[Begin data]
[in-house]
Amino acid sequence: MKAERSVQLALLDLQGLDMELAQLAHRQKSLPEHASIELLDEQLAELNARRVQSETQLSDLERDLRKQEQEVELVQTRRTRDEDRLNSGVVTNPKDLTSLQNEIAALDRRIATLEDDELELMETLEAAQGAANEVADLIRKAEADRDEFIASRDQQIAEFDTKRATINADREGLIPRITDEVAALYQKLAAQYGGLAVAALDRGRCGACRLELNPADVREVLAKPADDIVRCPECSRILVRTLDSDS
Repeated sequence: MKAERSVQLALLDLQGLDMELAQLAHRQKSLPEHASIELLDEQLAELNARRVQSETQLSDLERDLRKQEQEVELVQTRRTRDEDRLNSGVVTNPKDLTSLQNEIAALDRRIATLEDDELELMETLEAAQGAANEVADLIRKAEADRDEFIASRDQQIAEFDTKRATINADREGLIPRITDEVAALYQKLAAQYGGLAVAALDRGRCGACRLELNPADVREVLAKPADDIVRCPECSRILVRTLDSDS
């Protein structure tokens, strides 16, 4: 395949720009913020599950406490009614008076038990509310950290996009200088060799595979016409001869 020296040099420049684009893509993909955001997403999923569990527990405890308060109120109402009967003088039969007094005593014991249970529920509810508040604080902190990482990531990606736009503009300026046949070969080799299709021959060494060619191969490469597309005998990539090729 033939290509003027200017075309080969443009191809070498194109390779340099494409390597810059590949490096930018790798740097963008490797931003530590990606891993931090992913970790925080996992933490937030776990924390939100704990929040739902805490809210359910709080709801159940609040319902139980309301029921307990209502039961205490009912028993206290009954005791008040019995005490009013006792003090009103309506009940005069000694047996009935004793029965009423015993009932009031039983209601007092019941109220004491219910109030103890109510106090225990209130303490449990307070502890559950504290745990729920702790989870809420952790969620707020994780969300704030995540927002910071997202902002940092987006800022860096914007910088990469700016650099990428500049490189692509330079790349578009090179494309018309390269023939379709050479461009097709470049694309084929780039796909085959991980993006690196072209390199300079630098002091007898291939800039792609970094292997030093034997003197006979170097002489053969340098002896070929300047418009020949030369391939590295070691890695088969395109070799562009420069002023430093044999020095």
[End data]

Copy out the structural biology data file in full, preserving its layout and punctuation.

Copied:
[in-house]
Amino acid sequence: MKAERSVQLALLDLQGLDMELAQLAHRQKSLPEHASIELLDEQLAELNARRVQSETQLSDLERDLRKQEQEVELVQTRRTRDEDRLNSGVVTNPKDLTSLQNEIAALDRRIATLEDDELELMETLEAAQGAANEVADLIRKAEADRDEFIASRDQQIAEFDTKRATINADREGLIPRITDEVAALYQKLAAQYGGLAVAALDRGRCGACRLELNPADVREVLAKPADDIVRCPECSRILVRTLDSDS
Repeated sequence: MKAERSVQLALLDLQGLDMELAQLAHRQKSLPEHASIELLDEQLAELNARRVQSETQLSDLERDLRKQEQEVELVQTRRTRDEDRLNSGVVTNPKDLTSLQNEIAALDRRIATLEDDELELMETLEAAQGAANEVADLIRKAEADRDEFIASRDQQIAEFDTKRATINADREGLIPRITDEVAALYQKLAAQYGGLAVAALDRGRCGACRLELNPADVREVLAKPADDIVRCPECSRILVRTLDSDS
């Protein structure tokens, strides 16, 4: 395949720009913020599950406490009614008076038990509310950290996009200088060799595979016409001869 020296040099420049684009893509993909955001997403999923569990527990405890308060109120109402009967003088039969007094005593014991249970529920509810508040604080902190990482990531990606736009503009300026046949070969080799299709021959060494060619191969490469597309005998990539090729 033939290509003027200017075309080969443009191809070498194109390779340099494409390597810059590949490096930018790798740097963008490797931003530590990606891993931090992913970790925080996992933490937030776990924390939100704990929040739902805490809210359910709080709801159940609040319902139980309301029921307990209502039961205490009912028993206290009954005791008040019995005490009013006792003090009103309506009940005069000694047996009935004793029965009423015993009932009031039983209601007092019941109220004491219910109030103890109510106090225990209130303490449990307070502890559950504290745990729920702790989870809420952790969620707020994780969300704030995540927002910071997202902002940092987006800022860096914007910088990469700016650099990428500049490189692509330079790349578009090179494309018309390269023939379709050479461009097709470049694309084929780039796909085959991980993006690196072209390199300079630098002091007898291939800039792609970094292997030093034997003197006979170097002489053969340098002896070929300047418009020949030369391939590295070691890695088969395109070799562009420069002023430093044999020095």